Welcome back to University, as the second semester comes into play and COVID restrictions are limiting the practicalities of “Re-freshers” week, many of you may be wondering what to do on your Thursday night. Fortunately, the jazz society will be able to keep your nights filled with exciting nerves and positive energy every Thursday, as they kick off this semester on January 20th. Filing into 601 with fun and laughter, you and your friends are guaranteed to be dancing by the end of the night. Although many COVID restrictions are still at play, the jazz society has done their best to ensure that the warm and inviting atmosphere they bring to St. Andrews stays for the rest of the foreseeable future. Even though their beginning event may not have gone to plan due to the hardships with these very limiting restrictions. We can only wait for these new governmental plans to be enforced to ensure our beloved nights of jazz return to normal, and our school year remains intact.
Unfortunately to the few students who regularly fix their cute, yet casual outfits for the smooth tunes of jazz nights which happens every Thursday within The 601 from 9:30 to 12:00, the latest, most recent event did not go according to their plans. For zealous followers of the jazz society — who await in excitement for their grand opening performance and their stellar closing song, “Feeling Good” by Nina Simone — they know to arrive between 8:30 to 9:30 to ensure that they get the best seats within a good listening distance between the bar and the stage. However, with the current COVID restrictions, their night took a turn for the worse. With entry times lasting from 25 to 45 minutes and students pushing and edging their way through to gain a seat within 601, their efforts ultimately came to no avail. After security checks and vaccination status approval, those who came to support their favourite student musicians were selectively seated within Main Bar or Sandy’s, whilst individuals looking for a pint of ale were pleasantly surprised and entertained by the jazz society. A current first year student highlights student frustration saying, “We were so disappointed to leave early. We had been waiting to go to jazz night all week but we weren’t even able to see the stage and Sandy’s was packed.”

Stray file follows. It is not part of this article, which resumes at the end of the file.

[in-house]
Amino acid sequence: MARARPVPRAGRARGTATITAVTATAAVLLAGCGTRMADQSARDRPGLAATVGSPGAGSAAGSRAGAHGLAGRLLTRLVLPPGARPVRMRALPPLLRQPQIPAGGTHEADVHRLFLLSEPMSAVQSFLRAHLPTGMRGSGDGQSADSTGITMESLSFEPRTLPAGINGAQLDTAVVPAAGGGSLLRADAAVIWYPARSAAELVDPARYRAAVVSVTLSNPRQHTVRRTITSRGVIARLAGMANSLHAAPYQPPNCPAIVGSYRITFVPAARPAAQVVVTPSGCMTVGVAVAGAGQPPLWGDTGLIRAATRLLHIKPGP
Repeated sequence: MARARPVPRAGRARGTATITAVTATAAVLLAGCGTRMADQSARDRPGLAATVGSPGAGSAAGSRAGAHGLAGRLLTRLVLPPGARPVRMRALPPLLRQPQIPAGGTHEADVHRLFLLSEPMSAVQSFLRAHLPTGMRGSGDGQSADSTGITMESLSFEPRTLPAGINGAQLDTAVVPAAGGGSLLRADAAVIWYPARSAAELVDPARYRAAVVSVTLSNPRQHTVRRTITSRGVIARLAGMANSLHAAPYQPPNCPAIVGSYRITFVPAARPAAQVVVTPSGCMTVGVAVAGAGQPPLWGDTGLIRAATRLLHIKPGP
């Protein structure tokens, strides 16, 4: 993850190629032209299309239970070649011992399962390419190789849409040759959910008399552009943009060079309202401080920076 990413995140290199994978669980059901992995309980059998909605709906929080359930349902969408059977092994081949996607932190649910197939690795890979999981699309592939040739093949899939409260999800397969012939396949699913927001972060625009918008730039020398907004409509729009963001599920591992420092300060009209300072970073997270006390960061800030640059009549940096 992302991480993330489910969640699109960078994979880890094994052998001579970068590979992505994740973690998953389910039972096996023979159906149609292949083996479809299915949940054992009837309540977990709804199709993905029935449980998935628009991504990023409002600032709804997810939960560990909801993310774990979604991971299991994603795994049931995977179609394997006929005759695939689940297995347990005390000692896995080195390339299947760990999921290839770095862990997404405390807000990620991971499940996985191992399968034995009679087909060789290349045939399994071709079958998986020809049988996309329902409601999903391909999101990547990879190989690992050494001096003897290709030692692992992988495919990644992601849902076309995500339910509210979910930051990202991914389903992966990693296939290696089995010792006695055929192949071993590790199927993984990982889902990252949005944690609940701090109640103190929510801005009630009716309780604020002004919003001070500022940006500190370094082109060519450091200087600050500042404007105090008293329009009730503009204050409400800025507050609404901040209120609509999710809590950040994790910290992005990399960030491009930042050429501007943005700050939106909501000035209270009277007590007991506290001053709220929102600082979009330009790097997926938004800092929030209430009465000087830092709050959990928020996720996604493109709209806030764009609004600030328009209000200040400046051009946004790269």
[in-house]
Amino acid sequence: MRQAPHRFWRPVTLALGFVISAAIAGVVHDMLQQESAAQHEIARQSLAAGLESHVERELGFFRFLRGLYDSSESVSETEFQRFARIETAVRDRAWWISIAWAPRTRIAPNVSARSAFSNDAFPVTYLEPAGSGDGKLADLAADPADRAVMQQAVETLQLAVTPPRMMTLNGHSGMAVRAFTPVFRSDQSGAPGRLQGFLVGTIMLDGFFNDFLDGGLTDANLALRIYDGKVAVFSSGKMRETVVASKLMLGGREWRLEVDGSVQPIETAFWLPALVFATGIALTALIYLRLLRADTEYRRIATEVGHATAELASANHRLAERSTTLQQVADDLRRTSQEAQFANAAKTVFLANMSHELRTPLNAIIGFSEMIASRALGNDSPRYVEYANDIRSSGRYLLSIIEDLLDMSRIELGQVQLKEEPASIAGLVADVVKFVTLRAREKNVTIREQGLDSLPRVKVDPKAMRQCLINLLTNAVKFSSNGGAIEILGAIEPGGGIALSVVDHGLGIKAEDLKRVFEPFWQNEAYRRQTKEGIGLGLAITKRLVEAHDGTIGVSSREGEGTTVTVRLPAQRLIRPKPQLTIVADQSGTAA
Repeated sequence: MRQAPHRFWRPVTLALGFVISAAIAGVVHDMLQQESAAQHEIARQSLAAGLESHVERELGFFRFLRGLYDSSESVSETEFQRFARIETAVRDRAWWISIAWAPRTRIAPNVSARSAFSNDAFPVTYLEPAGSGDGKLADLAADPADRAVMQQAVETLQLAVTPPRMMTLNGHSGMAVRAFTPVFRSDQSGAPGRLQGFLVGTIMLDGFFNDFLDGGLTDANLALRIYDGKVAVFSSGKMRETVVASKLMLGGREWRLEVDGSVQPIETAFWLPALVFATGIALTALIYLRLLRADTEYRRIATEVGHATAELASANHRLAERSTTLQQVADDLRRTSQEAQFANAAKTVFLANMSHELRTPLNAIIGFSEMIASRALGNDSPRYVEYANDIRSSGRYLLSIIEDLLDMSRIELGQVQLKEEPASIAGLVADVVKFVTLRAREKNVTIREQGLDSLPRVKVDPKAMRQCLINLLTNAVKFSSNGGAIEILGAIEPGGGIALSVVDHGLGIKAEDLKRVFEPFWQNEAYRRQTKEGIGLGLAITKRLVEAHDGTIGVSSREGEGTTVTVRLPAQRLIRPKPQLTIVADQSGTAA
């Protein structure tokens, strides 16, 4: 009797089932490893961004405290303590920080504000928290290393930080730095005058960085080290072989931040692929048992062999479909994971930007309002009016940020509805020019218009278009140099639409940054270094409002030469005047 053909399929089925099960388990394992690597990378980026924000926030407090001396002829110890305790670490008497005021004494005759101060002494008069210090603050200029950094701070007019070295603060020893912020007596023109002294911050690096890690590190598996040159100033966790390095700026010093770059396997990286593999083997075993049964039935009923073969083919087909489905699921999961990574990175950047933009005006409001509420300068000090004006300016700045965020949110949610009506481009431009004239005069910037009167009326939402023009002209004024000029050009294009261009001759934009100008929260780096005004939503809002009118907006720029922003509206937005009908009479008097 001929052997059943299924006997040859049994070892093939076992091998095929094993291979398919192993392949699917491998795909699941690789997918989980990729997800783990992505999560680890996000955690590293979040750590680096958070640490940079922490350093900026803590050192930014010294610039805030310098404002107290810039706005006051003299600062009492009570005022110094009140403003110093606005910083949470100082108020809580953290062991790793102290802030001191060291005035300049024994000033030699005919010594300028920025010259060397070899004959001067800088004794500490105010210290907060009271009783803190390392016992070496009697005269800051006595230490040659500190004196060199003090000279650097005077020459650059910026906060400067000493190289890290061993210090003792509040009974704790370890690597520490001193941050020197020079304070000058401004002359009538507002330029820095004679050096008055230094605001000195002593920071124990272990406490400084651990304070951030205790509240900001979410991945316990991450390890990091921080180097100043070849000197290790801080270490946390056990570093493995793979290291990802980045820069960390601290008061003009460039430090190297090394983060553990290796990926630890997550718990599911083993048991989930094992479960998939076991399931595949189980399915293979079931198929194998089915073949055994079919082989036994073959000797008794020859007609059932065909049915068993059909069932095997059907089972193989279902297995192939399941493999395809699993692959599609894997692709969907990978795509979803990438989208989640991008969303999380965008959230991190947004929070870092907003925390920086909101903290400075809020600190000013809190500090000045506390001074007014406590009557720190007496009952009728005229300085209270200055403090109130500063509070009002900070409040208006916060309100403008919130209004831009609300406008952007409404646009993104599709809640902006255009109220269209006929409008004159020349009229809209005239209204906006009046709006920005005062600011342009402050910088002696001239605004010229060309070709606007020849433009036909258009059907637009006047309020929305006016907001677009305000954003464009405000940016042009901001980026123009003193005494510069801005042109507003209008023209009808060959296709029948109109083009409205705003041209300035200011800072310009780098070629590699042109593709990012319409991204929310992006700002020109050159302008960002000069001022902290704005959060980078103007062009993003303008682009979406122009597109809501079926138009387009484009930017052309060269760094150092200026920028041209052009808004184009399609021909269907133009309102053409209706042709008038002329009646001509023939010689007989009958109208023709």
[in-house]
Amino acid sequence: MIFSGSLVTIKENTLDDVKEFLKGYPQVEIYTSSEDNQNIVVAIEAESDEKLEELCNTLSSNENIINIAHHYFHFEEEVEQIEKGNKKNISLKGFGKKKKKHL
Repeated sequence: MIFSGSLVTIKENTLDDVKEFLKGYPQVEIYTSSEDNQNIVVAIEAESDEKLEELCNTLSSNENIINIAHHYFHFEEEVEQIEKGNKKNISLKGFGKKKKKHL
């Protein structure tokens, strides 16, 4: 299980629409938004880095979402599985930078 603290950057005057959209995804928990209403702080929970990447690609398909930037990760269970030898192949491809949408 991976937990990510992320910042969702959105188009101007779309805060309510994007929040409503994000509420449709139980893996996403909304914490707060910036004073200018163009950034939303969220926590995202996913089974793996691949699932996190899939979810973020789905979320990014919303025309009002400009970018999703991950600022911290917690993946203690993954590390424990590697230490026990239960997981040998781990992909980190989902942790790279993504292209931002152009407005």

To all those who were also disappointed and exhausted by the end of the night, your Thursday evenings will soon be returning back to normal with the updated COVID restrictions that will be taking place within the University this upcoming Monday. If you have not been keeping yourself informed about the changes happening within the University, they are as follows: restrictions involving social distancing within restaurants and nightclubs at a 1-meter distance are to be lifted, while the main guidance on face coverings are maintained. Therefore, if you were a first-time supporter of the jazz society, hopefully, this one unsuccessful experience will not deter you from the cool and easy-going atmosphere involving jazz night. Everyone should take another chance at listening to their upbeat rhythms, whilst being entertained and enthralled by the amazing fight between the drummer and bassist as they playfully improvise off of each other. All the while being captivated by the amazing voices of their singers, and waiting to be delightfully swept to the past of Aretha Franklin, Etta Fitzgerald, Frank Sinatra, and many more poignant and influential singers from the jazz era.
If you do happen to entertain the idea of joining students to support the jazz society make sure you come early to the best seats before the crowd files in, and whilst you are waiting for the band to begin their performance grab yourself a nice cocktail within Main Bar or a mocktail at Beacon Bar, or grab some friends and play a game of pool! Getting in an hour earlier is worth the wait. You can always encourage a musically inclined friend to join you on your excursion to 601 where they can sign up to sing a song with the highly talented jazz band where all are welcome to sing and where you are guaranteed an applause.